Understanding Chronic
Granulomatous Disease (CGD)

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What is Chronic Granulomatous Disease (CGD)?

CGD is a disease of the immune system. It is also known as a primary immunodeficiency disease, or PI. Primary means it is not caused by some other disease or disorder.1 CGD is a type of PI that causes children and adults to have infections that come back frequently and are unusually hard to cure. CGD is a rare PI that is usually discovered in childhood. It weakens the immune system and increases the chances of getting a serious or unusual infection, or an infection that keeps coming back.1-3

What happens in the body?

In people who have CGD, a type of white blood cell called a phagocyte is defective. These defective phagocytes cannot generate superoxide. This means that in people with CGD, their bodies can’t kill harmful microorganisms like bacteria and fungi. This weakens the immune system. In trying to fight off an infection, the body may form extra tissue in the form of a lump, called a “granuloma.” These granulomas can cause serious harm. They can block off the intestines, for example.2

  • While CGD causes infections, it can also cause inflammation or swelling. This can lead to problems all over the body2

Who gets Chronic Granulomatous Disease (CGD)?

CGD is a genetic disease, which means that it is passed down through family. In most cases, children are born with the disease because they inherit a flaw in a gene from one or both parents. This can happen in one of two ways1:

  • X-linked CGD: This is the most common form of CGD. It comes from a defect in a gene on the X chromosome, one of the two chromosomes that make a person male or female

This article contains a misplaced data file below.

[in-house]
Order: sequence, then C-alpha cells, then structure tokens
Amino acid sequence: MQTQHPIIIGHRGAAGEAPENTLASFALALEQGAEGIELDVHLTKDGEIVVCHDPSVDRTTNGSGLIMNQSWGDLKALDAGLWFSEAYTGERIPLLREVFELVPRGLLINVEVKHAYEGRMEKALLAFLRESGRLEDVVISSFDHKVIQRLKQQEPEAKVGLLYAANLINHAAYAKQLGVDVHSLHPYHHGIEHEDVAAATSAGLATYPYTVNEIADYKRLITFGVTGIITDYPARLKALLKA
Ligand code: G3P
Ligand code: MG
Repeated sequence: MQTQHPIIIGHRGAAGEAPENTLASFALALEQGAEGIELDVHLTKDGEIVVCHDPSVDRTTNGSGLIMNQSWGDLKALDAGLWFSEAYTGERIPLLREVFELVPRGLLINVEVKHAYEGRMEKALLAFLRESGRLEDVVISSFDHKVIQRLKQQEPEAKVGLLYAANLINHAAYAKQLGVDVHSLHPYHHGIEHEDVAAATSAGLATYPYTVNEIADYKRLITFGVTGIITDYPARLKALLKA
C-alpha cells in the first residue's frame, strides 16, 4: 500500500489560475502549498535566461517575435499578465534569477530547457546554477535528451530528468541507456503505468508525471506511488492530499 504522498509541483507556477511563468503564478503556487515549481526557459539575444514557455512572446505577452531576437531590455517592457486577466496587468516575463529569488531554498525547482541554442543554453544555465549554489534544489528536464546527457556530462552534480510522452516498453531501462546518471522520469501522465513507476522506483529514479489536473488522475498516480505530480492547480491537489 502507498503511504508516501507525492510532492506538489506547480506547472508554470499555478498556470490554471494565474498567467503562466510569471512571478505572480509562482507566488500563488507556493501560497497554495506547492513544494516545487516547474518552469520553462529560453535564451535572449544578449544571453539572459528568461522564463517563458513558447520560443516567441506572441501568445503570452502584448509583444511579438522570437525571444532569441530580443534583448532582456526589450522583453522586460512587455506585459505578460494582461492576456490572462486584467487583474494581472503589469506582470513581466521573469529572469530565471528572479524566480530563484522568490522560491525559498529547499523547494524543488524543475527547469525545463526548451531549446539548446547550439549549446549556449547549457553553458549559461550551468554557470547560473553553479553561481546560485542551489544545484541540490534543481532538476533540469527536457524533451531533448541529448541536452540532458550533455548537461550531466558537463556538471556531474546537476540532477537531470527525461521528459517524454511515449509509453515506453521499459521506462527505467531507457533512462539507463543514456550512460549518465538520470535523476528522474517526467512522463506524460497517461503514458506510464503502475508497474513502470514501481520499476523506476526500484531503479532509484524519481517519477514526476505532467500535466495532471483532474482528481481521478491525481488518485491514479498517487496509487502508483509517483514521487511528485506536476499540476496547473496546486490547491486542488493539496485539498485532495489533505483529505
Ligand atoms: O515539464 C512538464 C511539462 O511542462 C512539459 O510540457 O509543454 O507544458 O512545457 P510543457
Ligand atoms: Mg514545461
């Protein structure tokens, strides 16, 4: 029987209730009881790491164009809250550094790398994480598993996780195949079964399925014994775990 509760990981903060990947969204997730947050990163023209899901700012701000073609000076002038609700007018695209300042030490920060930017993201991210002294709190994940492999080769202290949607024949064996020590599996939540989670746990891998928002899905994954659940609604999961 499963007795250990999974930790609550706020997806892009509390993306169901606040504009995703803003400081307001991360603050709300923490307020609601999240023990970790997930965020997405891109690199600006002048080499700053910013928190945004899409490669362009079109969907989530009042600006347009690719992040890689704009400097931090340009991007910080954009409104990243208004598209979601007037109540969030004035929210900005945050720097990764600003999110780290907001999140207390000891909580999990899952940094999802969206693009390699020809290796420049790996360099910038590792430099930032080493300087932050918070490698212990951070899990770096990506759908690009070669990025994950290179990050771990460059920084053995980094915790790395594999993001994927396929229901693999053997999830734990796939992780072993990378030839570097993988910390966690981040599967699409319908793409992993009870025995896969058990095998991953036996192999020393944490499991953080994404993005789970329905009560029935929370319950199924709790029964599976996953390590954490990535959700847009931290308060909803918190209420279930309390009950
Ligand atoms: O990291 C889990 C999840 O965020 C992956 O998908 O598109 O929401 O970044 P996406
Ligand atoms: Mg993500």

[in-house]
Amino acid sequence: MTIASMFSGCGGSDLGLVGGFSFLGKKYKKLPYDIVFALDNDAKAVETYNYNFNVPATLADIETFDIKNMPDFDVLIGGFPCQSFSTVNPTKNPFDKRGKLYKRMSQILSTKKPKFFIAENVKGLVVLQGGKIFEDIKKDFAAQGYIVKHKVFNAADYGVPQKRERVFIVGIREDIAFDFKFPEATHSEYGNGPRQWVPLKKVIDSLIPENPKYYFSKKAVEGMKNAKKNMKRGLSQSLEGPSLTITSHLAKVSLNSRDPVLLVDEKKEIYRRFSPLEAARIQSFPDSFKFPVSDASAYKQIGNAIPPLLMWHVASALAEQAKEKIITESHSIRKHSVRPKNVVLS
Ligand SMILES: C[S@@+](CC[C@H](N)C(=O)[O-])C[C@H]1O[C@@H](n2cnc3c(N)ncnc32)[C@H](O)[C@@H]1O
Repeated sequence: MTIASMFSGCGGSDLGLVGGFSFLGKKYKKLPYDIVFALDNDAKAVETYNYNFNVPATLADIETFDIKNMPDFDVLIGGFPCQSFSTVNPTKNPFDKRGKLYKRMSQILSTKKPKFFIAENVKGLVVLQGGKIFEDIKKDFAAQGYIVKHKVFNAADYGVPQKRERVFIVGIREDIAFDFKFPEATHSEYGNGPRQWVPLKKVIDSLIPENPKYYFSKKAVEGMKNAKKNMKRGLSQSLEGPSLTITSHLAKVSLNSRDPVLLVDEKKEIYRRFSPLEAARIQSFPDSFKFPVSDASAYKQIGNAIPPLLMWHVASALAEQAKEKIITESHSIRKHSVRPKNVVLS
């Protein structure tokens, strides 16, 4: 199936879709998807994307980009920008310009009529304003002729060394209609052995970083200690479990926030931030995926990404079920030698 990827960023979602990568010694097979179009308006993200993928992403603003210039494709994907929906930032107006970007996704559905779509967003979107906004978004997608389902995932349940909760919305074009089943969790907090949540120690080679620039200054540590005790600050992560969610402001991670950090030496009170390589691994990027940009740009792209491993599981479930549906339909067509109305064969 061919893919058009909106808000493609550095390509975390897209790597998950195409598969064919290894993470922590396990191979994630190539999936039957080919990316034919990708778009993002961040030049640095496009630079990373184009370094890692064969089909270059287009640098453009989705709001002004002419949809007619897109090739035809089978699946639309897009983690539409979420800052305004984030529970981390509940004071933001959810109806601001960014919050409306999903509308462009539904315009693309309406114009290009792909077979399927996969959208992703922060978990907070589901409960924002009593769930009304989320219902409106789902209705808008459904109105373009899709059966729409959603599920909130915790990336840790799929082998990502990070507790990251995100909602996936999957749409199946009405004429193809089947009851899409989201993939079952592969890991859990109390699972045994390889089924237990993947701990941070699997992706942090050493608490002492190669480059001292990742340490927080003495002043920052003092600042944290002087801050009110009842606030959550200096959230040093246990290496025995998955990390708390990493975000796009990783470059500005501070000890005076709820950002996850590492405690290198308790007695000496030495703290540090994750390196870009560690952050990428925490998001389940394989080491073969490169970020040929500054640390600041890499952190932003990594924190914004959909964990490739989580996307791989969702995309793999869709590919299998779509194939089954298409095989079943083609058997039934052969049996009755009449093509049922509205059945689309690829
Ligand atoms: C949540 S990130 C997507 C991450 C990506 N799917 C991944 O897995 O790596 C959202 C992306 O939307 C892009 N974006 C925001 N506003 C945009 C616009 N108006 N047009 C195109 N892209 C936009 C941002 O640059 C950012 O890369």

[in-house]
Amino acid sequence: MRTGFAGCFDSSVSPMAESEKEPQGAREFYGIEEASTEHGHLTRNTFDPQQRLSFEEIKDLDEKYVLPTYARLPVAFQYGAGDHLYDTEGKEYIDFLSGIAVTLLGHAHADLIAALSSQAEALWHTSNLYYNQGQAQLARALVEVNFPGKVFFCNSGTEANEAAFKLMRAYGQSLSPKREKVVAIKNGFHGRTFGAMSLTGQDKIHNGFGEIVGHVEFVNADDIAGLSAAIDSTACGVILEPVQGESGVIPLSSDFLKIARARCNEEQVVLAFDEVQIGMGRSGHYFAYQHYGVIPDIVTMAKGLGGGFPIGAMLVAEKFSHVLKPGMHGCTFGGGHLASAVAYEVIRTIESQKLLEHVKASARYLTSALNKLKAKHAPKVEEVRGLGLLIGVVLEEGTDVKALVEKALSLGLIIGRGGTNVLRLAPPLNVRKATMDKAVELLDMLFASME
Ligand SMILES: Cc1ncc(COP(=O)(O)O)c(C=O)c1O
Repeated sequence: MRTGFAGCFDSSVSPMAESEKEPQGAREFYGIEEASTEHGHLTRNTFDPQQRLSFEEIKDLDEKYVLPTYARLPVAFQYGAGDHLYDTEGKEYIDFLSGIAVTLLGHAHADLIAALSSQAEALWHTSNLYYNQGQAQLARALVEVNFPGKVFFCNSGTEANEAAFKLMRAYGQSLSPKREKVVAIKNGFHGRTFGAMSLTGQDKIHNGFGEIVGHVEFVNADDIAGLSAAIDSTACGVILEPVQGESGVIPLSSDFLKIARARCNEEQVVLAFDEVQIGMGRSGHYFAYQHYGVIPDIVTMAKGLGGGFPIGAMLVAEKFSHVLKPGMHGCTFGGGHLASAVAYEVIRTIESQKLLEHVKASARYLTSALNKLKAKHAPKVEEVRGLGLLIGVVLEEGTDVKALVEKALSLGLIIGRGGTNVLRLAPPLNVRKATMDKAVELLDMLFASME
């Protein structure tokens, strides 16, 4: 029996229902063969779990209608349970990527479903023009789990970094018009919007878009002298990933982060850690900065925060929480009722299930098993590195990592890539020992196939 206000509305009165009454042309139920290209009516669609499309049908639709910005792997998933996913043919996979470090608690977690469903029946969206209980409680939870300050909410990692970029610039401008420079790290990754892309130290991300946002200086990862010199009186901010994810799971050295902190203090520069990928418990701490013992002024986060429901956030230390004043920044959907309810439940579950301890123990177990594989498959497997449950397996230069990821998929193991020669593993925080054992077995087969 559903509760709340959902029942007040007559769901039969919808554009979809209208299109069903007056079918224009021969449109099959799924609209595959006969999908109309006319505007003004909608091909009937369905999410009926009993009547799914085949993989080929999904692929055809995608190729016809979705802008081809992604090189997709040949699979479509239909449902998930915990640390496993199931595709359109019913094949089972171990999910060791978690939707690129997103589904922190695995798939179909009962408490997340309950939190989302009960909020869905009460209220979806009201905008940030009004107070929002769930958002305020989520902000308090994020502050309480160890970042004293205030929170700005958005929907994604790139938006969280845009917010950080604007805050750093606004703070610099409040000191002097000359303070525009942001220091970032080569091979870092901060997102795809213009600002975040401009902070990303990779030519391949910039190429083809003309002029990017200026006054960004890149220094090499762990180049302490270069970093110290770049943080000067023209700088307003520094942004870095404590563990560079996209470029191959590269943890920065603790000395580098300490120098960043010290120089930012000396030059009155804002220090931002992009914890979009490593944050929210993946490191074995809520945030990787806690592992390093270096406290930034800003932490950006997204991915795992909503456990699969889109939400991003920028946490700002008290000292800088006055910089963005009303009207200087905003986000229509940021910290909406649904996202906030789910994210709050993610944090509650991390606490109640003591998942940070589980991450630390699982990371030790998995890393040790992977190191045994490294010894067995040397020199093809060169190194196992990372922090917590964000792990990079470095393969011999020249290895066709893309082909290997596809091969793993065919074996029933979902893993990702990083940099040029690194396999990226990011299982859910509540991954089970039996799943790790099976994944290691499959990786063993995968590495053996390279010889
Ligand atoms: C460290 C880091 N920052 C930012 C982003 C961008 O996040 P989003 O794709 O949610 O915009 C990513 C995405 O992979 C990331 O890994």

• Autosomal recessive CGD: This form of CGD is caused by a defect in a gene on a different chromosome than the one that makes a person male or female

Signs and symptoms

A healthcare provider may suspect Chronic Granulomatous Disease (CGD) if they see infections that are unusual or in an unusual place for a healthy child. A person may begin to show signs of CGD at any time, but most of the time patients are diagnosed before 5 years of age.1
Healthcare providers may suspect CGD if a child’s infection fits this description3,4:

  • Unusual infection
  • Unusual place
  • Unusual age

If you think your child may have CGD, you should talk to your pediatrician.

The signs and symptoms of CGD may include1:

  • Slow growth in childhood
  • Infections from specific types of bacteria or fungi that affect the lungs, lymph nodes, liver, bones, or skin. These are often serious and come on suddenly, and keep coming back
  • A collection of tiny lumps, called “granulomas,” mostly in the bladder and intestines
    • May also cause wounds to heal abnormally, with lumps in the tissue
  • Colitis (inflammation of the colon)

Talk to your healthcare provider for more information about bacterial infections.

Testing for Chronic Granulomatous Disease (CGD)

The DHR Test

In most cases, healthcare providers will use a DHR test to find out if a person has CGD. This is a blood test, and it is very accurate. White blood cells (phagocytes) are exposed to the chemical dihydrorhodamine (DHR). The cells are measured using a process called flow cytometry. Normal white blood cells will give off a fluorescent light, which means the cells produce the chemical needed to kill harmful microorganisms. If the cells do not give off a fluorescent light, it means that the cells do not have any, or enough, of the chemical needed to kill the microorganisms. This would mean that the patient may have CGD.1

Visit ACTIMMUNE.com to learn more about the treatment of GCD.